Some years ago, Eugene Peterson wrote a book with this title: A Long Obedience in the Same Direction: Discipleship in an Instant Society. I never read it, but the title intrigues me. Learning to obey takes a lifetime . And the path winds through some rugged terrain. That’s where the “if” confronts us. But I’m getting ahead of myself.
Paul climaxed his previous paragraph revealing God’s purpose for the Son. As the head of the body, the church, and as the beginning and the firstborn from the dead, in the new creation God will exalt Christ to the highest rank. According to Paul, he will have the supremacy.
Why? Not only because of the foregoing (1:15-18), but also because of the following:
“For God was pleased to have all his fullness dwell in him, and through him to reconcile to himself all things, whether things on earth or things in heaven, by making peace through his blood, shed on the cross” (1:19,20).
God was pleased to have all his deity dwell in the Son. And God was pleased to reconcile all things to himself through the Son. He made peace through the Son’s blood, shed on the cross. Thus at the heart of the gospel stands, not a tidy doctrine, but a bloody Savior nailed to a bloody cross. The Son is supreme in the church because he sacrificed himself to reconcile all things to the Father.
All things? Here we first confront the big “if”. Christ will present you holy If you continue in the faith (1:21-23). If “all things” refers to people, reconciliation is limited to believing people. But “all things” doesn’t sound like people. How about the vast creation?
In Romans 8 Paul tells us that God subjected creation to frustration. It’s now in bondage to decay, groaning as in the pains of childbirth. But “creation itself will be liberated from its bondage to decay and brought into the glorious freedom of the children of God”—our “adoption as sons, the redemption of our bodies”. It seems to me creation is part of the “all things” that will be reconciled to God. And that will mean a new creation arising from the old.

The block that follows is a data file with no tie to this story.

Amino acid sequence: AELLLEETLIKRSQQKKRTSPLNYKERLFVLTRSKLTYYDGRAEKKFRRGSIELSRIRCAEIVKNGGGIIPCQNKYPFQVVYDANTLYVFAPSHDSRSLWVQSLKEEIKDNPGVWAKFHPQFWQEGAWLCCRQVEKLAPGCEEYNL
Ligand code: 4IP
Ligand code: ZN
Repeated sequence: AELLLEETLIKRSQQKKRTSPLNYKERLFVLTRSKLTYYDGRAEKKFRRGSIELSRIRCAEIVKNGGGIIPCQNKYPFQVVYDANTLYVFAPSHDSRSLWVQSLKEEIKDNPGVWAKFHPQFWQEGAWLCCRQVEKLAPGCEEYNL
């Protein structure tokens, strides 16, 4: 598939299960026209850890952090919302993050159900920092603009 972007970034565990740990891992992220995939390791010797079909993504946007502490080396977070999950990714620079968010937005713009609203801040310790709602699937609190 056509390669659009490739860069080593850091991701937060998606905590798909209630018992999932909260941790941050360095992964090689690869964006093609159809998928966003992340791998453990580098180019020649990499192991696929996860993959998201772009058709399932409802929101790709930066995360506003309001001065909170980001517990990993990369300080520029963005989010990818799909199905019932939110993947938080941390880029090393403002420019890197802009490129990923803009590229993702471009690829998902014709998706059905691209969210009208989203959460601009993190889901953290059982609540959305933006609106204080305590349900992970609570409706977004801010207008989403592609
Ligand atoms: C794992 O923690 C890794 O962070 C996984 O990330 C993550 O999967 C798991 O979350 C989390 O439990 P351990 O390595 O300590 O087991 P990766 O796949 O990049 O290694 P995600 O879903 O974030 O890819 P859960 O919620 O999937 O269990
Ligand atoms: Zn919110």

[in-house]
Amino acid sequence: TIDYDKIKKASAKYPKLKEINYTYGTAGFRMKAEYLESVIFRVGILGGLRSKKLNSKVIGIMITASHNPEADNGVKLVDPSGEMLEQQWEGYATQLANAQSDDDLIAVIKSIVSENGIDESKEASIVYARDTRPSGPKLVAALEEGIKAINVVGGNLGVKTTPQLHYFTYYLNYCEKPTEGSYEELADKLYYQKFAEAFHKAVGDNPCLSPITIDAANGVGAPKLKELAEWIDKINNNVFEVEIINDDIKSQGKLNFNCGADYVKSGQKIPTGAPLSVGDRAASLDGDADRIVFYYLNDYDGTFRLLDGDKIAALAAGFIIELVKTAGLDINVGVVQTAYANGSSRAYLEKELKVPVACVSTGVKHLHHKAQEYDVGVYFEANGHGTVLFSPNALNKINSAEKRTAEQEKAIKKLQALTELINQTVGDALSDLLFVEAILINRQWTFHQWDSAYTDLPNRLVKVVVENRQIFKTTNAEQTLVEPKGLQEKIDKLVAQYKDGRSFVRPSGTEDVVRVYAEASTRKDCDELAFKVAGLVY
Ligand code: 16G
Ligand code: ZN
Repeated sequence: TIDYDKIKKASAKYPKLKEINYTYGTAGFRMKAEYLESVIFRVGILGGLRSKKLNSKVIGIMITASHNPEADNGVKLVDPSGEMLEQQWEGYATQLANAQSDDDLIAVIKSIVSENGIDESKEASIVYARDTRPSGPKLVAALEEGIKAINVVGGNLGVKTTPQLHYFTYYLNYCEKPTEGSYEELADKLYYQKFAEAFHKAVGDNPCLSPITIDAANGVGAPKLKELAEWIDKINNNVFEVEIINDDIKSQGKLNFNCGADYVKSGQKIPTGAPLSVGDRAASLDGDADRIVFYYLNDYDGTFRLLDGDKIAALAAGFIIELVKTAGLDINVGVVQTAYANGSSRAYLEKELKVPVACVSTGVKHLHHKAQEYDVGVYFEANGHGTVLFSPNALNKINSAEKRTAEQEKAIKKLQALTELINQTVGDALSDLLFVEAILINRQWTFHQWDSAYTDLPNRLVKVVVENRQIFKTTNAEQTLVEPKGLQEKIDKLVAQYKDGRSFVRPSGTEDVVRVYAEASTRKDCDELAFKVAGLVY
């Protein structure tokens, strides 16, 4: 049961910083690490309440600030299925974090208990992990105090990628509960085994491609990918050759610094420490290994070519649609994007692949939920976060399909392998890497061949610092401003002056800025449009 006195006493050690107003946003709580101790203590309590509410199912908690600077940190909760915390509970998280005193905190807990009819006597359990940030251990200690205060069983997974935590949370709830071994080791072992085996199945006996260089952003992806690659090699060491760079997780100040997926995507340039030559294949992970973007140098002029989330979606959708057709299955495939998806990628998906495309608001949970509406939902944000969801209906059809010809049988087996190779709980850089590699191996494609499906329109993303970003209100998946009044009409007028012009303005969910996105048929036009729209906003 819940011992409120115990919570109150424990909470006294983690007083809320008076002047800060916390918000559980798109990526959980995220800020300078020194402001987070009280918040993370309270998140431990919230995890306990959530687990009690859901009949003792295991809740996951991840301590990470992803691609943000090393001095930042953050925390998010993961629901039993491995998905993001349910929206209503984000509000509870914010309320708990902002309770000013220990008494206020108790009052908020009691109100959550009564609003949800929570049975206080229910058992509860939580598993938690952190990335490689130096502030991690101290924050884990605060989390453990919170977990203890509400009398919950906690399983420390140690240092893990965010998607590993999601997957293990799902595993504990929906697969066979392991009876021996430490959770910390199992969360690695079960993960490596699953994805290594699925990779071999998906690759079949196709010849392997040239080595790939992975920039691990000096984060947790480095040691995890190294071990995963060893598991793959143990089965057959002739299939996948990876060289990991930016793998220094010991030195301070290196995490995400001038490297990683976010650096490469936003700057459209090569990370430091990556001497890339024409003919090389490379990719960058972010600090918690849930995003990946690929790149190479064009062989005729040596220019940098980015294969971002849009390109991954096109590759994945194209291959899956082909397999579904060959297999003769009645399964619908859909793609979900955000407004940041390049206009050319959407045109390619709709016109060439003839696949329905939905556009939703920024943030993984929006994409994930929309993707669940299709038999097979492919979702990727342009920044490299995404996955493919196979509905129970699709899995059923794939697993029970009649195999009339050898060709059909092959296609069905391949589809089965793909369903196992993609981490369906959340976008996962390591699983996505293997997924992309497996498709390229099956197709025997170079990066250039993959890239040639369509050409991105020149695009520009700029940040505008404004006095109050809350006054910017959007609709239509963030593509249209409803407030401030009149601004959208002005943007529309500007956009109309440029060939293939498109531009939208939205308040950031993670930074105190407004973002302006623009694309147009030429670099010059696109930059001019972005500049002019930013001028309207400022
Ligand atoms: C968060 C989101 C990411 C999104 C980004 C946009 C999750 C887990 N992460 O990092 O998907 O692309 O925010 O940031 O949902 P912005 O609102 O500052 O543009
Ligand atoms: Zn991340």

That Christ should receive the supremacy shows us the cost of the cross. The Son’s physical suffering was horrific. Crucifixion is an unspeakably cruel way to die. But far worse was the spiritual suffering. The Son endured the Father’s wrath against all our sin. “My God, my God, why have you forsaken me” was more than the Son feeling forsaken; the Son suffered hell—the absence of God. This was the cost of reconciling rebels back to God—and the cost of reconciling all things back to himself. It’s a cost beyond human comprehension.
“Once you were alienated from God and were enemies in your minds because of your evil behavior. But now he has reconciled you by Christ’s physical body through death to present you holy in his sight, without blemish and free from accusation–if you continue in your faith, established and firm, not moved from the hope held out in the gospel. This is the gospel that you heard and that has been proclaimed to every creature under heaven, and of which I, Paul, have become a servant (1:21-23).
The Colossians–and we–were alienated from God. The Greek is apokatallawsso—a stranger to God, separated from him. We were “enemies in [our] minds.” Greek ekthros—hostile toward God, opposed to him in the realm of understanding. This enmity was expressed through “evil behavior”.